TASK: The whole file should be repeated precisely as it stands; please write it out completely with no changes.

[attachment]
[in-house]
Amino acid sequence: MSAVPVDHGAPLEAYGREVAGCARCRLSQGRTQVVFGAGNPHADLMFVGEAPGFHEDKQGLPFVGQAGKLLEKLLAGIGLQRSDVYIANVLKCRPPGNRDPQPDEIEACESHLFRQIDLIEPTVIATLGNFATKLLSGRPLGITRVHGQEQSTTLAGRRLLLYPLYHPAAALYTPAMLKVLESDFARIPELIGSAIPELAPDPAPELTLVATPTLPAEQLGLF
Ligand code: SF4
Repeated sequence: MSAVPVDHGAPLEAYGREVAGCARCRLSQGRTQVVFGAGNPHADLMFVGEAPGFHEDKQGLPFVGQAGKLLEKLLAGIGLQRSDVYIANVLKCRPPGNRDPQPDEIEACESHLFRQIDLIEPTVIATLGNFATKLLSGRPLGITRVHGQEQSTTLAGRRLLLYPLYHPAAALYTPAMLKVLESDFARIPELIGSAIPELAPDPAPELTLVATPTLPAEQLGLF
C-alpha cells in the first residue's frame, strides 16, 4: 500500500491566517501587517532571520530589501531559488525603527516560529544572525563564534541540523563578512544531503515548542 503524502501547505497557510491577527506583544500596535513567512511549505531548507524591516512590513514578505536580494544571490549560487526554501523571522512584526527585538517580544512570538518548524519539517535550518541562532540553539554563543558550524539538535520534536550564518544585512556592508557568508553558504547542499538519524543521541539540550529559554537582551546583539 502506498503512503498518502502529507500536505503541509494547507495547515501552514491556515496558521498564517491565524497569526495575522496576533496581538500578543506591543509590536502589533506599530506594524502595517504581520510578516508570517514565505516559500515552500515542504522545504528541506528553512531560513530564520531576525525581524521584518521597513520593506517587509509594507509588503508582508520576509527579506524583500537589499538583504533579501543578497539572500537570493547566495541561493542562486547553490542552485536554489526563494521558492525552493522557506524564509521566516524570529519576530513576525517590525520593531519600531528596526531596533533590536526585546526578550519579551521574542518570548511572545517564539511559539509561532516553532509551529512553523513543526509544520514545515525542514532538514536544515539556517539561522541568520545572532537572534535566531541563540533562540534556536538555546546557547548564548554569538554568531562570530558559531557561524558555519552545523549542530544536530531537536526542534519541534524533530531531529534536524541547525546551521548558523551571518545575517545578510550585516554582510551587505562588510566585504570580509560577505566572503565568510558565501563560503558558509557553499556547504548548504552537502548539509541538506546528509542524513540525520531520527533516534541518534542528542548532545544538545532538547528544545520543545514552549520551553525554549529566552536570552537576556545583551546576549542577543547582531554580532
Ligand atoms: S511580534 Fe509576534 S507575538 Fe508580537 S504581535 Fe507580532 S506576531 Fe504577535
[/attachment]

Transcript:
[in-house]
Amino acid sequence: MSAVPVDHGAPLEAYGREVAGCARCRLSQGRTQVVFGAGNPHADLMFVGEAPGFHEDKQGLPFVGQAGKLLEKLLAGIGLQRSDVYIANVLKCRPPGNRDPQPDEIEACESHLFRQIDLIEPTVIATLGNFATKLLSGRPLGITRVHGQEQSTTLAGRRLLLYPLYHPAAALYTPAMLKVLESDFARIPELIGSAIPELAPDPAPELTLVATPTLPAEQLGLF
Ligand code: SF4
Repeated sequence: MSAVPVDHGAPLEAYGREVAGCARCRLSQGRTQVVFGAGNPHADLMFVGEAPGFHEDKQGLPFVGQAGKLLEKLLAGIGLQRSDVYIANVLKCRPPGNRDPQPDEIEACESHLFRQIDLIEPTVIATLGNFATKLLSGRPLGITRVHGQEQSTTLAGRRLLLYPLYHPAAALYTPAMLKVLESDFARIPELIGSAIPELAPDPAPELTLVATPTLPAEQLGLF
C-alpha cells in the first residue's frame, strides 16, 4: 500500500491566517501587517532571520530589501531559488525603527516560529544572525563564534541540523563578512544531503515548542 503524502501547505497557510491577527506583544500596535513567512511549505531548507524591516512590513514578505536580494544571490549560487526554501523571522512584526527585538517580544512570538518548524519539517535550518541562532540553539554563543558550524539538535520534536550564518544585512556592508557568508553558504547542499538519524543521541539540550529559554537582551546583539 502506498503512503498518502502529507500536505503541509494547507495547515501552514491556515496558521498564517491565524497569526495575522496576533496581538500578543506591543509590536502589533506599530506594524502595517504581520510578516508570517514565505516559500515552500515542504522545504528541506528553512531560513530564520531576525525581524521584518521597513520593506517587509509594507509588503508582508520576509527579506524583500537589499538583504533579501543578497539572500537570493547566495541561493542562486547553490542552485536554489526563494521558492525552493522557506524564509521566516524570529519576530513576525517590525520593531519600531528596526531596533533590536526585546526578550519579551521574542518570548511572545517564539511559539509561532516553532509551529512553523513543526509544520514545515525542514532538514536544515539556517539561522541568520545572532537572534535566531541563540533562540534556536538555546546557547548564548554569538554568531562570530558559531557561524558555519552545523549542530544536530531537536526542534519541534524533530531531529534536524541547525546551521548558523551571518545575517545578510550585516554582510551587505562588510566585504570580509560577505566572503565568510558565501563560503558558509557553499556547504548548504552537502548539509541538506546528509542524513540525520531520527533516534541518534542528542548532545544538545532538547528544545520543545514552549520551553525554549529566552536570552537576556545583551546576549542577543547582531554580532
Ligand atoms: S511580534 Fe509576534 S507575538 Fe508580537 S504581535 Fe507580532 S506576531 Fe504577535